Brighton College

Brighton College, c. 1910: Photograph of Brighton College on Eastern Road
Image reproduced with kind permission from Brighton and Hove in Pictures by Brighton and Hove City Council
Brighton College: 2006
Photo by Tony Mould

Please note that this text is an extract from a reference work written in 1990.  As a result, some of the content may not reflect recent research, changes and events.

a) HISTORY: The town’s public school for boys opened as Portland House boarding school on 26 January 1847 at 13 Portland Place (now part of Pearson House) under principal Revd Arthur MacLeane; the school had forty-seven boys and included a junior department. Its aim was to provide ‘a thoroughly liberal and practical education in conformity with the principles of the Established Church’. Plans were soon made for a new permanent building on the northern side of Eastern Road, a Gothic design in flint by Sir George Gilbert Scott; the foundation stone was laid on 27 June 1848 by the Bishop of Chichester, and the new school building was opened in about June 1849 by the Earl of Chichester.

At first the boys were boarded in nearby lodgings and the present library was used as a chapel, but School House, for the accommodation of boys, was added in 1854 together with the headmaster’s house. The school grew steadily: a new chapel, also by Scott, was added in September 1859, and by 1863 there were 200 pupils. The south-western blocks were erected in 1885 (Chichester House) and 1887 by Sir Thomas Jackson who, in 1922, greatly enlarged the chapel as a memorial to old boys lost in the Great War. The junior school occupied part of the south-western block from 1895 until 1918 before moving to 16 Lewes Crescent; it returned during the Second World War, but in 1945 moved across Eastern Road to the former Deaf and Dumb School (erected 1848) before moving to Walpole Lodge, formerly the Convent of the Blessed Sacrament, in 1971. In 1942 the engineering workshops were given over to the war effort as a munitions factory.

Other prominent buildings in the school complex include the school hall (opened 1914); the swimming-pool and gymnasium (1923); the south-eastern block (1930); the science block (1958); the workshops and day-boy houses (1959); the Woolton Building (1972); the sports hall (1973); a new classroom block and pavilion (1980); computing/electronics/maths block (1986); and the day-girls house (1989). In July 1962 Queen Elizabeth II unveiled a plaque on the chapel wall. The main school building is now listed as being of special architectural and historic importance.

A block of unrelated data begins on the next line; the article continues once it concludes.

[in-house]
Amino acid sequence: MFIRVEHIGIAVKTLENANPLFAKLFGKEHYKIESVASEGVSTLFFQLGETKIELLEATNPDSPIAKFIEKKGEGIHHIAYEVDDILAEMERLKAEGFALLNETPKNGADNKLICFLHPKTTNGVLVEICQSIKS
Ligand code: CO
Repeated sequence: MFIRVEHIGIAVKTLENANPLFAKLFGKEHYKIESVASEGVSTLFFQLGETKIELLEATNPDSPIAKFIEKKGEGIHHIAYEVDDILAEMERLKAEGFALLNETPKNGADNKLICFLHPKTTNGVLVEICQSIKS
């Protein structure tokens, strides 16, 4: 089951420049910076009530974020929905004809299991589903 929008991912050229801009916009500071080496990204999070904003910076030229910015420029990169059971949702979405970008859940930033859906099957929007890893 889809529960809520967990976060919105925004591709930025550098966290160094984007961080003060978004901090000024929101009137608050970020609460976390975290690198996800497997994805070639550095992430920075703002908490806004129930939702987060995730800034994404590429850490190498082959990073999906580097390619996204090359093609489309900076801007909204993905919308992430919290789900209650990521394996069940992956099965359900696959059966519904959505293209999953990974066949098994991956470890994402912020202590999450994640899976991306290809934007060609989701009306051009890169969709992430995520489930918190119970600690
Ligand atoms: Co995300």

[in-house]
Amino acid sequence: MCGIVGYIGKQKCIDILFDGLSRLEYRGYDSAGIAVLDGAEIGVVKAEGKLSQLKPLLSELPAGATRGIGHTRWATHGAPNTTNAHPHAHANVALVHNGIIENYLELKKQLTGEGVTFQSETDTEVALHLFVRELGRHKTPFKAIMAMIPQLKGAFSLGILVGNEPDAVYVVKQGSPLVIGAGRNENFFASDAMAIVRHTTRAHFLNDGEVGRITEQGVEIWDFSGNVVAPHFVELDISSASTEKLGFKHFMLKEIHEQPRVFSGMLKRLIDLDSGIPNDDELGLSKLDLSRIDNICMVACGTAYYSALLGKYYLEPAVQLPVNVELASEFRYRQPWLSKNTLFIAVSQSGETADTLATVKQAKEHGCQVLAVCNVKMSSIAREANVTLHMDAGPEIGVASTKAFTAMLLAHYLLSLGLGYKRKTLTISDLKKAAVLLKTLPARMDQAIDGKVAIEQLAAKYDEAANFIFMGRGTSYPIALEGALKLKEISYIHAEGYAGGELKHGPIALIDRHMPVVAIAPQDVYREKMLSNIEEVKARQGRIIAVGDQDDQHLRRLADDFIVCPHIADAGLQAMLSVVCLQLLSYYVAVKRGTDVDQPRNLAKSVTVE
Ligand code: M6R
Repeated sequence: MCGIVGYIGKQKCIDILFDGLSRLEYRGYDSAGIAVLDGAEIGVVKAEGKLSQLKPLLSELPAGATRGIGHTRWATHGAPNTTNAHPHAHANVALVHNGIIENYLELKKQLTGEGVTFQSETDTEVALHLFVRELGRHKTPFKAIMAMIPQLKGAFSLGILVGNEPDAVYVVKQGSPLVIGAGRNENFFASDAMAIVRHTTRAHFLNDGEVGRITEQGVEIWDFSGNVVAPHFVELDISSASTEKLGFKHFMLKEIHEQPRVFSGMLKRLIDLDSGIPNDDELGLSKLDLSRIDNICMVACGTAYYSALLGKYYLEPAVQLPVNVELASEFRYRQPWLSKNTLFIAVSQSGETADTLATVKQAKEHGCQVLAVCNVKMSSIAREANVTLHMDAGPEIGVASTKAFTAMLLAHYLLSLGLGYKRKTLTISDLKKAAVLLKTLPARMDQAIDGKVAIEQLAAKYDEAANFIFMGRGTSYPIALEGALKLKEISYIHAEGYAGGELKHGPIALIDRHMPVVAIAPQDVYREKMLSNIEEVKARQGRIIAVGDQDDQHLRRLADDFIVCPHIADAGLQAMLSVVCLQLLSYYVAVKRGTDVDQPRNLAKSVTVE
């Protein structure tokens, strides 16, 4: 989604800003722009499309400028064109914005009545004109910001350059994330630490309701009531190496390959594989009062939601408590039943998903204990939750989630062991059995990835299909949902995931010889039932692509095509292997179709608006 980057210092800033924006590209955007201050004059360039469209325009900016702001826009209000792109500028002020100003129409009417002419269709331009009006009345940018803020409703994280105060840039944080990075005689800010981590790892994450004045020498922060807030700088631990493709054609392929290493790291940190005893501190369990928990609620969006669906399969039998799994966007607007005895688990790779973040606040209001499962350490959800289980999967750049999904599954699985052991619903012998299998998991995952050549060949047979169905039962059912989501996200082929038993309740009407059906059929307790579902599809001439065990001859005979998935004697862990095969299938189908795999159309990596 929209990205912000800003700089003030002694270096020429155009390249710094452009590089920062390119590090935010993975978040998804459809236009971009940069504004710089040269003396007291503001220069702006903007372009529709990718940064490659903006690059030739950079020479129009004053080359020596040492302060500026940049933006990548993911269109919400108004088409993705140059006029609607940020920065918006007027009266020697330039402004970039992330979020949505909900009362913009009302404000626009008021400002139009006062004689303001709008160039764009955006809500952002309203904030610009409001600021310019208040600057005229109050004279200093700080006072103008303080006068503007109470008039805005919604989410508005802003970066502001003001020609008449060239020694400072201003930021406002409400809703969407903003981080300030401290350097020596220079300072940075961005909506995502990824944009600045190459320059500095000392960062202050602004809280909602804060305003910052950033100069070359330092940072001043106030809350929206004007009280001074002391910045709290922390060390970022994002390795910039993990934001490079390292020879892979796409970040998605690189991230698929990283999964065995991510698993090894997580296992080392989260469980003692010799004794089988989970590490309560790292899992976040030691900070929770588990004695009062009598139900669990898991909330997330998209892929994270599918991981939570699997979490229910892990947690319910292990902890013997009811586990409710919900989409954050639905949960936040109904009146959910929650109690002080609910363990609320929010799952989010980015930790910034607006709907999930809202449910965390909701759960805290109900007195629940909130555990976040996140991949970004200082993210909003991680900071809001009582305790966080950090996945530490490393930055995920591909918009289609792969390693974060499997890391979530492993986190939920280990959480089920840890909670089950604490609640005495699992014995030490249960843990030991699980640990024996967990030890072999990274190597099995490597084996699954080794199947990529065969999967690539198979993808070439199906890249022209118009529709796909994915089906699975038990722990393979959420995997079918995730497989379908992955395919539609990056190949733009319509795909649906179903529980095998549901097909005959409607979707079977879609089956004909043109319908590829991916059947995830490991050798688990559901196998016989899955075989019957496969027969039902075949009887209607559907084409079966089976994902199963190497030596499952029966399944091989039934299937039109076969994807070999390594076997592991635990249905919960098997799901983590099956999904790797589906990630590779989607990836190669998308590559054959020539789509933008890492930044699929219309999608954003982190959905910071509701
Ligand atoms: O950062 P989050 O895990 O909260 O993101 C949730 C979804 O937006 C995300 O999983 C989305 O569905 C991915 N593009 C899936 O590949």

The school currently has about 460 pupils; girls were first admitted in 1973 to the sixth form, but in 1988 the school went completely coeducational. It is divided into five day houses (Aldrich, Durnford, Hampden, Leconfield, and Ryle), and two boarding houses (Chichester and School); the girls are in Fenwick House. Gordon, Stenning, Walpole and Wilson houses were disbanded during the financial crises of the 1930s and 1940s, and Bristol in 1983. The large playing field has been called the best cricket ground in the county after the County Ground; the school has also used playing fields at East Brighton Park since 1925 when it moved from the fields at Manor Farm used since the 1910s.

b) HEADMASTERS:
1847 Revd Arthur MacLeane
1851 Revd Henry Cotterill
1856 Revd John Griffith
1871 Revd Charles Bigg
1881 Revd Thomas Belcher
1892 Revd Robert Chambers
1895 Revd Arthur Titherington
1906 Revd William Dawson
1933 Revd Arthur Belcher
1937 Christopher Scott
1939 Walter Hett
1944 Arthur Clark
1950 William Stewart
1963 Henry Christie
1971 William Blackshaw
1987 John Leach

c) CONSERVATION AREA: The school grounds and the attractive residential area around Brighton College, including the impressive late-nineteenth-century houses of College Terrace (1880s), Walpole Road (1860s) and Walpole Terrace (1870s), were designated as the College conservation area in 1988.

Just outside the conservation area at the corner of Sutherland Road and College Terrace stands St Matthew’s Court, built on the site of St Matthew’s Church. Erected with a small tower in 1881-3, the building was designed in Early English style by John Horton and faced in knapped flint with stone dressings. The church had a wide nave and narrow aisles, but was demolished in 1967 and the parish merged with St Mark’s. Connected with the church was the Bute Mission Hall, now the Rainbow Nursery at the corner of Sutherland Road and Rochester Street. This building, which has foundation stones laid ‘on behalf of Sunday Scholars’ by the mayor and mayoress, Sir Joseph and Lady Ewart, on 28 July 1892, served the surrounding densely-populated area which was developed in the 1870s. {1,45,62,83,331}

Any numerical cross-references in the text above refer to resources in the Sources and Bibliography section of the Encyclopaedia of Brighton by Tim Carder.

The following resource(s) is quoted as a general source for the information above: {123,203a,204,204a}

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